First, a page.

As I am met with ambiguity in my life – the precariousness of my future, the lack of vocation, a restless disposition  – I struggle to form a home inside, a stability dependent on neither people nor place, wealth or possessions. But to find this home I must first dissemble the home of the past. In my dreams I find myself continually returning to one place. The house of my childhood. Even as I actively seek a new home in my waking life I return to the only home I know. As much as I wish my imagination to be free of this ghost I protect it against intrusion. I keep trying to shut the door on the world outside, maintaining this little bubble of sameness inside. This phantom house possesses me.

I have not walked through this house for years and yet in my dreams it appears vivid and alive. My dreams remind me of things I had forgotten (or choose not to recall). The garden of the house was once grand and as a child, a wonderland in which I would spend hours roaming alone. After my mother died, it grew and grew. I would peer at it out the window as the chaos multiplied. It disgusted me. The insatiable appetite of nature. Relentless, no pause to mark my grief but just going on, taking over (me).

In my dreams I keep going home again but this is a place that no longer exists. I can never go home again. But somehow the child in me doesn’t give up trying. So in my dreams I return, returning over and over and over again. There will be no end to this. It can never be changed. For this house (home) lies at the heart of all things.

Diving In

It is rare a Sunday conference passes by without one of Sharath’s great little tales. My favourite has to be his description of the practice of yoga as the sea. It is easy to merely sail along the surface of the water, to provide the illusion of living via the principles of yoga. But to really experience yoga one must dive into the depths of the ocean, immersing oneself and discovering the true wonder and beauty of the yoga practice.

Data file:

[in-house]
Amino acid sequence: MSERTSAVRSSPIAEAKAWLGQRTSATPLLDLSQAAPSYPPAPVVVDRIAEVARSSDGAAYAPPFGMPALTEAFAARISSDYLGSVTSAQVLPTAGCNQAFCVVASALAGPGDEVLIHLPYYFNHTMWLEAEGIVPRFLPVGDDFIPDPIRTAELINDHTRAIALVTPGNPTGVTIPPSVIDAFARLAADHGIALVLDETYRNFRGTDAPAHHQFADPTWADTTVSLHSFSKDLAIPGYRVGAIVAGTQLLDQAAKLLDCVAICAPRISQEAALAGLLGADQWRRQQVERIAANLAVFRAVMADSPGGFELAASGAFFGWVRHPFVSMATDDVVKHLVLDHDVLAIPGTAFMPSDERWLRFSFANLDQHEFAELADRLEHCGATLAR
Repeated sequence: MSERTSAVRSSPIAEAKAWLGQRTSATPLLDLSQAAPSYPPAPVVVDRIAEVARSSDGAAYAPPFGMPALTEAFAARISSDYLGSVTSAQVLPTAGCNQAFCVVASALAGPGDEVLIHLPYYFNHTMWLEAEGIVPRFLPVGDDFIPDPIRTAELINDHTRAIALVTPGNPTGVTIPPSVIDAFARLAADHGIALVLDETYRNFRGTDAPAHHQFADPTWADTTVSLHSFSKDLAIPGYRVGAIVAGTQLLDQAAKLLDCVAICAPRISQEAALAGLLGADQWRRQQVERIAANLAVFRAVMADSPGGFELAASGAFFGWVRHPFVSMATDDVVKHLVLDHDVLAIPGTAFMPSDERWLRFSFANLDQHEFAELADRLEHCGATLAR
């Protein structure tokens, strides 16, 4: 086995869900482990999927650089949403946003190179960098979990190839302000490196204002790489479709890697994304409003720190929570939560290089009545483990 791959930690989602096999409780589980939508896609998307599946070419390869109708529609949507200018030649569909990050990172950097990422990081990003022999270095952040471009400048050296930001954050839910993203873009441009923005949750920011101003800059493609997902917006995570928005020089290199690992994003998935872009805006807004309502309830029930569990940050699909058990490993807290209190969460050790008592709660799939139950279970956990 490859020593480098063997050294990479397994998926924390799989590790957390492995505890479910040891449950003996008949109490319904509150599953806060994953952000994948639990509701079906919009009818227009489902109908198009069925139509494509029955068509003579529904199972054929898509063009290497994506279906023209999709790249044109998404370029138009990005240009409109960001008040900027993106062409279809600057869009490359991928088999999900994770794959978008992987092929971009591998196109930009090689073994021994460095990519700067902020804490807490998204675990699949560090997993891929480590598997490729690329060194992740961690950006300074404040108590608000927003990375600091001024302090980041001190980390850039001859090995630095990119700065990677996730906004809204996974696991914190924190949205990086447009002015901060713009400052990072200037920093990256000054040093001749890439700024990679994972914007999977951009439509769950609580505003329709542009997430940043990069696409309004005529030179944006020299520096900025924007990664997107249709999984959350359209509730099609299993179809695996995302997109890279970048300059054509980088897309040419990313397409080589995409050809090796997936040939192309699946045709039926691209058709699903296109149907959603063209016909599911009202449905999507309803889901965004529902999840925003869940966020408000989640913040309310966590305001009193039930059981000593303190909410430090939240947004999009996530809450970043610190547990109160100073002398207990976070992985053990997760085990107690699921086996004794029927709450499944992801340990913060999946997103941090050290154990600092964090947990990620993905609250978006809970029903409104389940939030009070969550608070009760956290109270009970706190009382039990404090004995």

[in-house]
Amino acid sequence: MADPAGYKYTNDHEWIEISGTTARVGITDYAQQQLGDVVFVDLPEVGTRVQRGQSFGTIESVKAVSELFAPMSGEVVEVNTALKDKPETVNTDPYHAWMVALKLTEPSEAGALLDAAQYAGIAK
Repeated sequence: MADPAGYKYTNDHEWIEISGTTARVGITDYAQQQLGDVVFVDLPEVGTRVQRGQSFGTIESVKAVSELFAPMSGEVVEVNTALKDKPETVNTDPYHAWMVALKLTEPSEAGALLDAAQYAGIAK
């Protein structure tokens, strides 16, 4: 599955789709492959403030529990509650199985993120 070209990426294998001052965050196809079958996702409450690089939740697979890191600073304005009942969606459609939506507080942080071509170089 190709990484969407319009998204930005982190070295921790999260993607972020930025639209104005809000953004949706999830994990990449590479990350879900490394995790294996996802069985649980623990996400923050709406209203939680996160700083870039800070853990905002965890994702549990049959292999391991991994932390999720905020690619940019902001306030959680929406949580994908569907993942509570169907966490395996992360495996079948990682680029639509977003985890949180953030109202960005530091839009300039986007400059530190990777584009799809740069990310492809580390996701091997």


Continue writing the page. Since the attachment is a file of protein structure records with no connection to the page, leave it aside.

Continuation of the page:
Diving into the ocean means saying goodbye to the world above the water’s surface. Sailing along the waters is a safe option, a comfortable medium between the realities of the modern world on the land and the truths to be discovered within the ocean’s mysterious depths. Sometimes I feel I am only dipping my head in the water. I see a vision of what lies beyond and it is exhilarating but terrifying. I lift my head back out the water and swiftly return back to what I know, what is predictable, even if it is trivial and full of the same.

On the surface my yoga practice has progressed beyond my expectations here in Mysore. As Sharath has allowed me to almost complete a full primary series practice (excluding Setu Bandasana – a welcome blessing!) I am enjoying and cherishing my yoga practice. And yet I feel like a fraud, not only because of my sloppy bhujapidasana and my clumsy supta kurmasana, but because I feel I am simply sailing along, too scared to dive into the abyss below.

Why the fear? It is often difficult to be an ashtangi in these modern times. That may sound horribly pretentious, and the truth is it has always been difficult to be an ashtangi, a yogi. For a yogi essentially has to renounce the expectations of the society in which he/she lives. It means making sacrifices that very few will understand or appreciate. It means a personal struggle to battle against old demons and to let go of habitual obstructive patterns.

The fear is thus one of truly setting out on one’s own and it is a solitary existence. To swim to the bottom of the ocean is a journey one must make alone. No returning to the surface for air when things go awry, or when the waves feel too heavy. And what will one discover? That is the tantalizing unknown and every experience will be unique to each individual.

And so today I make a vow to dive into the depths, shedding myself of the fears, bad habits, irrational attachments, and foolish mistakes to truly experience the sea inside.